UNIVERSAL CITY — Universal Studios, locked in a heated debate with some area residents about its planned expansion, has acquired more than two dozen parcels on streets closest to its property line, according to Universal executives and public records.
Some neighbors complain that the acquisition program is an effort to weed out opponents of the proposed 3.2-million-square-foot expansion.
Since August 1996, Universal has acquired nine homes on or near Blair Drive, a winding road that abuts Universal to the southeast, said Helen McCann, a Universal vice president.
In addition, she said, the studio now owns more than 20 vacant lots along Blair Drive that are adorned with jacaranda trees and other ornamental plants. Discreetly positioned plaques read: "Lot planted and maintained by Universal Studios."
"They have broken up the neighborhood," said Miriam Palacio, a 20-year resident who lives in "a dream home" on Blair Drive that was designed by her brother.
"Once they own all of those houses, they have the clout," she added. "And we lose that many more neighbors to form a force. It's dangerous for us, I'm aware of that."
Universal says the property acquisitions are an example of its commitment to the area and a move that has nothing to do with its Master Plan expansion.
"The really important thing here is, we're investing in the neighborhood," said McCann, who heads the studio's expansion effort. "It's a beautiful place. The quality of life is very high and we want to keep it that way.
"Our efforts support our commitment to the community and have resulted in a more beautiful neighborhood with enhanced property values."
McCann said the homes are being used exclusively for corporate housing and that in no case did Universal initiate contact with the property owner.
Esther Feldman, vice chairman of the county's Regional Planning Commission, said she thought the issues raised by residents would still be taken seriously even with the ownership changes.
"I don't see anything in the last year that gives me any reason to believe that their concerns have been diluted," said Feldman, who has guided the commission discussions on the proposed expansion. "Just because there are two or three fewer people does not make those concerns any less valid."
McCann declined to comment on specific cases or to discuss the relationship between Universal and the firms that have acquired the homes and lots. "It's quite normal in the course of business for subsidiary companies to be established for accounting, taxation or other purposes," she said. ". . . In this case, confidentiality protects families as well as our negotiating ability."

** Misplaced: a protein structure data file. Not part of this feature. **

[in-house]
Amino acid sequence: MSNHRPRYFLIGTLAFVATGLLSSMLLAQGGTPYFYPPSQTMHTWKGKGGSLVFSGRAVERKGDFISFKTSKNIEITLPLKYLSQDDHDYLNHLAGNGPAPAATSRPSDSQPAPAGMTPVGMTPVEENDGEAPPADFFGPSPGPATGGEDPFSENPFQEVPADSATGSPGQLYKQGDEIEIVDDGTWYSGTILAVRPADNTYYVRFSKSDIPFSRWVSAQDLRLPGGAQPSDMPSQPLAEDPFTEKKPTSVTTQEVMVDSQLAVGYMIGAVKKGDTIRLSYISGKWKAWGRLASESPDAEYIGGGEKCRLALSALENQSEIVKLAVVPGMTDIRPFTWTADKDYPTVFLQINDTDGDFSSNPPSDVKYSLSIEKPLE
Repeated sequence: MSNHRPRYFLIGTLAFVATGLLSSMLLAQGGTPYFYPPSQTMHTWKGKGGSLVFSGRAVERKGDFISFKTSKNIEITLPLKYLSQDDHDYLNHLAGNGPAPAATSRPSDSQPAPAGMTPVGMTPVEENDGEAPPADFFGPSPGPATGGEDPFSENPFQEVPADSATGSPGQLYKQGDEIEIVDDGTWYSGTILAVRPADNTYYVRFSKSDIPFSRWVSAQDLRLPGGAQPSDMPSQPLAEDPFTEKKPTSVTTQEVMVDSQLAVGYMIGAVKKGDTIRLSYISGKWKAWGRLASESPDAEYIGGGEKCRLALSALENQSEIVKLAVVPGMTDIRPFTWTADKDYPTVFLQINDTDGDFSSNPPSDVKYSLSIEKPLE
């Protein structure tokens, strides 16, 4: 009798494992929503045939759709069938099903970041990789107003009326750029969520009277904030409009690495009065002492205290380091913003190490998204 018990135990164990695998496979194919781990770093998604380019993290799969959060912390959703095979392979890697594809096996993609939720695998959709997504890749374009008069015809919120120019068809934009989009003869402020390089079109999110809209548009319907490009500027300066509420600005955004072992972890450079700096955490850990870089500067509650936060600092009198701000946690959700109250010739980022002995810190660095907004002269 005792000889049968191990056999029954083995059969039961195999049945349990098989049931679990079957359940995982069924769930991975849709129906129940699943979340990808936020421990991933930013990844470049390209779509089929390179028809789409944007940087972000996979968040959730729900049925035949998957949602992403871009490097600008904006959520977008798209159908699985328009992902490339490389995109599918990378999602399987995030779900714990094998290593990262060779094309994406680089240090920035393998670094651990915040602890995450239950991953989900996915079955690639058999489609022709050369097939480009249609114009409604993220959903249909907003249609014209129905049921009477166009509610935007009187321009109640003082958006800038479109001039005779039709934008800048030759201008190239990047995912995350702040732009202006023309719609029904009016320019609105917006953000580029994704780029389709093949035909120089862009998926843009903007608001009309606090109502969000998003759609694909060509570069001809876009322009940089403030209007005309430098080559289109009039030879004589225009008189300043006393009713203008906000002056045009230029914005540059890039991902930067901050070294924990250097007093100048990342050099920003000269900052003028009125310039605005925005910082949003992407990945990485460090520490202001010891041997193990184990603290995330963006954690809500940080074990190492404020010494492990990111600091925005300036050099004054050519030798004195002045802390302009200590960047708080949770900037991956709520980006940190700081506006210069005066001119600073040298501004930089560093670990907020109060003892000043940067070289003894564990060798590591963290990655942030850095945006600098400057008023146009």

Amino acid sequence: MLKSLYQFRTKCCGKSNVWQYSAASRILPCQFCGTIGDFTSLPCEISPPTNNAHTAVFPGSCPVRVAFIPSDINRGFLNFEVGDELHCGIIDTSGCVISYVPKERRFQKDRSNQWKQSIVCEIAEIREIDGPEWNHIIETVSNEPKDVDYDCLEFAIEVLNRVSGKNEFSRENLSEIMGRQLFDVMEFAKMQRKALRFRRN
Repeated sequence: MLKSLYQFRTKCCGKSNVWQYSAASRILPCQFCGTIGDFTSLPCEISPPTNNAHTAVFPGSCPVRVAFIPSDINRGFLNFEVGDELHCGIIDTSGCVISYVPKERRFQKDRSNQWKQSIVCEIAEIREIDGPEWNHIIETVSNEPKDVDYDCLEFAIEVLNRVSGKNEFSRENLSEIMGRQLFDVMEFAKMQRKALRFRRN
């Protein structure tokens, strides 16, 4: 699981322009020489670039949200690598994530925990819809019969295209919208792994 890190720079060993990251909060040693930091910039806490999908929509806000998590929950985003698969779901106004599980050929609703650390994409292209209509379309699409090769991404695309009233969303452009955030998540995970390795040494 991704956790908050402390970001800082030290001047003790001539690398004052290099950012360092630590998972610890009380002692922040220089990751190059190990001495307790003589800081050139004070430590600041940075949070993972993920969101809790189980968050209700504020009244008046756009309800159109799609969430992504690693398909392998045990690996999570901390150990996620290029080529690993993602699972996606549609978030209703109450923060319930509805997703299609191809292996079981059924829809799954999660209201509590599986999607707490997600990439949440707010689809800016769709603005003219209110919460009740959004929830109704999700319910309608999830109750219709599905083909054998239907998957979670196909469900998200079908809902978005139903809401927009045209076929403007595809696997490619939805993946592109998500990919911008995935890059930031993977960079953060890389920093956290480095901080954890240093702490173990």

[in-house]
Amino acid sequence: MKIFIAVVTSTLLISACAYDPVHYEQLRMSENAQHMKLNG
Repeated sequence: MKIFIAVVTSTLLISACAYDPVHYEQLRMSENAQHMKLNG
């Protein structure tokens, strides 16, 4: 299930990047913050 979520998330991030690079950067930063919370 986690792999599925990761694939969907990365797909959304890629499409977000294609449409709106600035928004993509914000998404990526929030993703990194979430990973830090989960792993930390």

Public records show that the winding road through the Hollywood Hills leads straight to the entertainment giant.
Between November 1993 and September 1998, there were at least 34 transactions involving properties along Blair Drive above Universal, according to property transfer records.
Of those, at least 12, or 35%, involved sales to companies with ties to Universal, according to property transfer records and corporate records from the secretary of state's office. Another sale near Blair Drive also may be traced to a Universal affiliate.
For example, one company, Earth Holdings, lists a mailing address of 100 Universal City Plaza, the official corporate address for Universal. Earth Holdings lists Marc Palotay, Universal vice president and general tax counsel, as its president.
On Feb. 6 of this year, Earth Holdings purchased four lots along Blair, records show.
Two other companies, Griffin Bros. and Hodgson Bros., list their mailing address as 100 Universal City Plaza.
A Universal official said the studio began buying properties in the area long before the expansion plans were announced.
Neighbors conceded that for some property owners looking for a way out of the neighborhood, the Universal deal seemed to be an attractive option.
"Who knows, this could be a workable solution," said Jon Hartmann, who has lived on the hill above Universal since 1953, first in a house on Blair Drive that he rents out, and now in a home nearby.
Hartmann said he has too many emotional ties to the area to leave. But for others, "It's one solution, though it seems underhanded."
Some residents who have invested heavily in their properties said they are reluctant to leave but anxious about what the expansion might bring.
Rick Gombar, another 20-year resident, describes his custom-built property as a "million-dollar home." Were he to sell, he feels it only "reasonable" that he also be compensated for moving expenses and his increased property taxes.
In an Oct. 5, 1998, letter to Frank Meneses of the county's Department of Regional Planning, Gombar accused Universal of purchasing "all of the homes from willing sellers happy to leave their dilapidated houses and . . . ignoring the homeowners who desire equitable compensation for their homes."